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What's the difference between:

class A
  class B
  end
end

and

class A
end

class A::B
end

Update: These 2 approaches are not exactly the same.

In the second approach, B doesn't have access to constants defined in A.

Also, as Matheus Moreira correctly stated, in the second approach, A must be defined before A::B can be defined.

What other differences are there?

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3 Answers 3

up vote 5 down vote accepted

In Ruby, modules and classes are instances of the Module and Class classes, respectively. They derive their names from the constant they are assigned to. When you write:

class A::B
  # ...
end

You are effectively writing:

A::B ||= Class.new do
  # ...
end

Which is valid constant assignment syntax, and assumes that the A constant has been properly initialized and that it refers to a Module or a Class.

For example, consider how classes are usually defined:

class A
  # ...
end

What is effectively happening is this:

Object::A ||= Class.new do
  # ...
end

Now, when you write:

class A
  class B
    # ...
  end
end

What actually happens looks like this:

(Object::A ||= Class.new).class_eval do
  (A::B ||= Class.new).class_eval do
    # ...
  end
end

Here's what is happening, in order:

  1. A new Class instance is asssigned to the A constant of Object, unless it was already initialized.
  2. A new Class instance is asssigned to the B constant of A, unless it was already initialized.

This ensures the existence of all outer classes before attempting to define any inner classes.

There is also a change in scope, which allows you to directly access A's constants. Compare:

class A
  MESSAGE = "I'm here!"
end

# Scope of Object
class A::B
  # Scope of B
  puts MESSAGE  # NameError: uninitialized constant A::B::MESSAGE
end

# Scope of Object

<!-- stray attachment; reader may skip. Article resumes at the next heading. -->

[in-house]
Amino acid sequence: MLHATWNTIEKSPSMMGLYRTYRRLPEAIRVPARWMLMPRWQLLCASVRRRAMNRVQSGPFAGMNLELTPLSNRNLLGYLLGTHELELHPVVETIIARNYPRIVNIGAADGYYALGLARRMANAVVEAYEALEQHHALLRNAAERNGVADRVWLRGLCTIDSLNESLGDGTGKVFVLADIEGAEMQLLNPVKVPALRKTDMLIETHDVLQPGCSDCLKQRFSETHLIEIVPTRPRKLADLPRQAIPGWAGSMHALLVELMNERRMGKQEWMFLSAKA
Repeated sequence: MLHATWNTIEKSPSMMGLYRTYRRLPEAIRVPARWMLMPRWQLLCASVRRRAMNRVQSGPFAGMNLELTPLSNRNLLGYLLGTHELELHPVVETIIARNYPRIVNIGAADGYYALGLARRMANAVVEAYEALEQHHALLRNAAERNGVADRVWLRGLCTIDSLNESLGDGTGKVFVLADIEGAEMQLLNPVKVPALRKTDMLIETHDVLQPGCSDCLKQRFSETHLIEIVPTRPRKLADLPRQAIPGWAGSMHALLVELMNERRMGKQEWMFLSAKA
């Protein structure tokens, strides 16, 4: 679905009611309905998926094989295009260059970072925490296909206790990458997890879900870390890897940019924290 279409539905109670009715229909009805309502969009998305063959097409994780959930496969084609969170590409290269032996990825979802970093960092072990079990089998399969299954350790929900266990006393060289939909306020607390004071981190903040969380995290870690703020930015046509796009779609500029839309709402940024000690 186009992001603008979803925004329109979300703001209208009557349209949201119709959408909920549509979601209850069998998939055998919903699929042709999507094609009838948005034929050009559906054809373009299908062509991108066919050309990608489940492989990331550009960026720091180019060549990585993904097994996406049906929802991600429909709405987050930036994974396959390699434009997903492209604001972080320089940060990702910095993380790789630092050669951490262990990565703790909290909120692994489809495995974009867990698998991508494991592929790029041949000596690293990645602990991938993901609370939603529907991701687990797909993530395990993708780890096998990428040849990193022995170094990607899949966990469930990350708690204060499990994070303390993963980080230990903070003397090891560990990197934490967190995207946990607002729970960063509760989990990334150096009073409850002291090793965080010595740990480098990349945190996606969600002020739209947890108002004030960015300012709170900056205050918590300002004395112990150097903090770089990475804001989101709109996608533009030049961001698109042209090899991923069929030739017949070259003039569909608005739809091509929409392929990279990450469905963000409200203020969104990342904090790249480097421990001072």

class A
  # Scope of A
  class B
    # Scope of B
    puts MESSAGE  # I'm here!
  end
end

According to this blog post, the Ruby core team calls the "current class" the cref. Unfortunately, the author does not elaborate, but as he notes, it is separate from the context of self.


As explained here, the cref is a linked list that represents the nesting of modules at some point in time.

The current cref is used for constant and class variable lookup and for def, undef and alias.


As the others have stated, they are different ways of expressing the same thing.

There is, however, a subtle difference. When you write class A::B, you assume that the A class has already been defined. If it has not, you will get a NameError and B will not be defined at all.

Writing properly nested modules:

class A
  class B
  end
end

Ensures the A class exists before attempting to define B.

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1  
I've updated the question to show that these 2 approaches are not the same. –  nickh Mar 16 '12 at 17:14
    
@nickh, you don't need to edit the question to include the answers. You should upvote the answers which were helpful and accept the one which definitely answered your question. –  Matheus Moreira Mar 16 '12 at 17:47
2  
Great explanation of how the constants are defined. Thanks! Any idea why B doesn't have access to constants in A when B is defined using class A::B ? –  nickh Mar 16 '12 at 20:01
1  
Very well explained. This is important stuff that a lot of Ruby developers don't take the time to learn. –  luke-gru Mar 16 '12 at 23:07
1  
Epic answer, Matheus. Thanks! –  nickh Mar 16 '12 at 23:41

Two different ways to say the same thing. That thing is that class B is an inner or nested class and can only be accessed through the the A interface.

> class A
..  def say
....  "In A"
....end
..
..  class B
....  def say
......  "In B"
......end
....end
..end
=> nil

> A.new.say
=> "In A"
> B.new.say
=> #<NameError: uninitialized constant B>
> A::B.new.s­ay
=> "In B"

versus

> class A
..  def say
....  "In A"
....end
..end
=> nil

> class A::B
..  def say
....  "In B"
....end
..end
=> nil

> A.new.say
=> "In A"
> B.new.say
=> #<NameError: uninitialized constant B>
> A::B.new.s­ay
=> "In B"
>  
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1  
I've updated the question to show that these 2 approaches are not the same. –  nickh Mar 16 '12 at 17:14

They are the same. They are different ways of writing the same thing. The first one is the naive way of writing it, but often, it gets hard to keep track of the nesting once the class/module gets large. Using the second way, you can avoid nesting in the appearance.

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1  
I've updated the question to show that these 2 approaches are not the same. –  nickh Mar 16 '12 at 17:15
    
@nickh I thought those differences are trivial and presupposed, so I didn't mention them. Pointing them out are not much different from saying "well, the string class B looks different from class A::B", but you did not mention that. –  sawa Mar 20 '12 at 17:22

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